Krispy Kreme Doughnuts Inc.'s (KKD) rapid fall from grace has shocked many investors who remember when Wall Street devoured shares during the company's highly anticipated public offering.

But for investors who do their homework, the company's woes should not have come as a surprise. A look into Krispy Kreme's (search) history as a public company shows several signs of trouble that came well before the stock began its plunge in May.

Falling sales and weakening wholesale demand date back at least a year, and in March the company posted another sales slump and its first decline in profit margins in three years. J.P. Morgan analyst John Ivankoe called the average weekly sales results "discouraging." Still, the stock held firmly in the mid-$30 range.

Meanwhile, Krispy Kreme's debt had surged, and the company was pushing forward with an expensive franchise buyback program.

Add to that plenty of Wall Street analyst alerts — dating back to 2001 — that the stock was overpriced, and Krispy Kreme investors who have lost their shirts have nobody to blame but themselves.

"There were conceptual warnings for those who cared to look for them," said restaurant industry consultant Malcolm Knapp, of Malcolm M. Knapp Inc. "But if you didn't know the business well, and you saw the excitement surrounding new store openings, you probably would have felt like it was going to last forever."

Krispy Kreme officials did not respond to phone calls seeking comment.

Within a year after the Winston-Salem, N.C.-based company went public at $21 a share in April 2000, the stock price more than doubled. Customers lined up around the block at new-store openings, the press swept in and analysts cheered.

But customers quickly shied away from several locations, and by July 2003 Krispy Kreme began closing some shops.

The most glaring concern was the company's wholesale model, Knapp said.

Krispy Kreme's biggest draw is the doughnuts made in the stores and served fresh; demand for doughnuts sold elsewhere proved stale.

Knapp took the company's failed purchase of Montana Mills Bread Co. (search) last year as yet another warning sign.

"They thought they were invincible and got completely off strategy," he said. "All the while, investors were getting seduced by these huge new-store customer volumes. But some of us kept wondering how these were sustainable."

Even while trouble appeared to brew inside Krispy Kreme, some on Wall Street remained confident in the company up until its May profit warning.

After concerns about slowing sales surfaced in September 2003, BB&T analyst Andrew Wolf said the company's fundamentals were "fairly solid" and maintained his "buy" rating on the stock until November, when the company reported a 3 percent decline in average weekly sales.

At that time, RBC Capital Markets analyst David Geraty dismissed concerns. "It's still an attractive business model with very high returns," he said.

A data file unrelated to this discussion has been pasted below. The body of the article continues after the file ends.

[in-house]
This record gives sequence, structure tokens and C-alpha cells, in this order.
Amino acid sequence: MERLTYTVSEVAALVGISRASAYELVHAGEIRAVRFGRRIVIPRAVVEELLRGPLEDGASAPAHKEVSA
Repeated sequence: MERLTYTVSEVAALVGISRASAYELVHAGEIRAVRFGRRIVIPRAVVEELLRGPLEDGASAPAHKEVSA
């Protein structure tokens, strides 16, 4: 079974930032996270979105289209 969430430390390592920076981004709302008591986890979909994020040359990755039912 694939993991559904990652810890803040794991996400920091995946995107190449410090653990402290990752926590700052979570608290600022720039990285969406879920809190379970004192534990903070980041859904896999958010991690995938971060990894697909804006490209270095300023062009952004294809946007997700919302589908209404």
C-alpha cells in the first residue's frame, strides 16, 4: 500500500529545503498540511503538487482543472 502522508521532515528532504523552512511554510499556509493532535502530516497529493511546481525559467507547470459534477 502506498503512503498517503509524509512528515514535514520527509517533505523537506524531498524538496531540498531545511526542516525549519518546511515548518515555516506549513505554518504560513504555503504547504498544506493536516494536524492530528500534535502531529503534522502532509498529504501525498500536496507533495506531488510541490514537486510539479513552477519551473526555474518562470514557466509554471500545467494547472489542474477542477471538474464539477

Some thought otherwise.

A Morningstar analyst said as far back as August 2001 that Krispy Kreme's stock price was too high, given its modest quarterly net income of $5.9 million at the time.

In October 2002, Merrill Lynch downgraded the stock to "sell," and in August 2003 J.P. Morgan's Ivankoe cut his rating to "underperform," also saying the earnings did not justify the rich stock price.

Nevertheless, the stock held firm, with some of the biggest names on Wall Street — including Fidelity, American Century and Barclay's — clutching large stakes well into 2004.

But last May, the stock fell 29 percent in one day when Krispy Kreme issued its first profit warning, blaming the low-carbohydrate-diet craze for lower sales.

The shares took another hit in late July, when Krispy Kreme said federal regulators were investigating its repurchase of franchises and its lowered earnings outlook.

That was the second time that investors looked askance at Krispy Kreme's balance sheet. In February 2002, the company came under fire for an off-balance-sheet method used for a dough-mixing plant. A month later, it changed the way it accounted for the plant and revised internal stock-selling policies after investors raised concerns when insiders sold a large chunk of shares in the previous quarter.

One final red flag: Short-selling activity in the company started to rise last year, meaning investors who bet on stocks to fall were gaining interest in Krispy Kreme. By last April, 25 percent of the company's publicly traded shares were sold short.

"The real issue for us was the deterioration in the financial health of the franchisees and the company's purchasing of these operations, which strained its balance sheet," said David Rocker of Rocker Partners, who took a short position in Krispy Kreme about 18 months ago. "The company was also seeing its wholesale model disappoint, and it was clear that Krispy Kreme was heading into a period of stress."

On Monday, Krispy Kreme posted a quarterly loss, sending its stock to an all-time low. On Wednesday, the shares were up 5 cents, or 0.5 percent, to $10.27 on the New York Stock Exchange.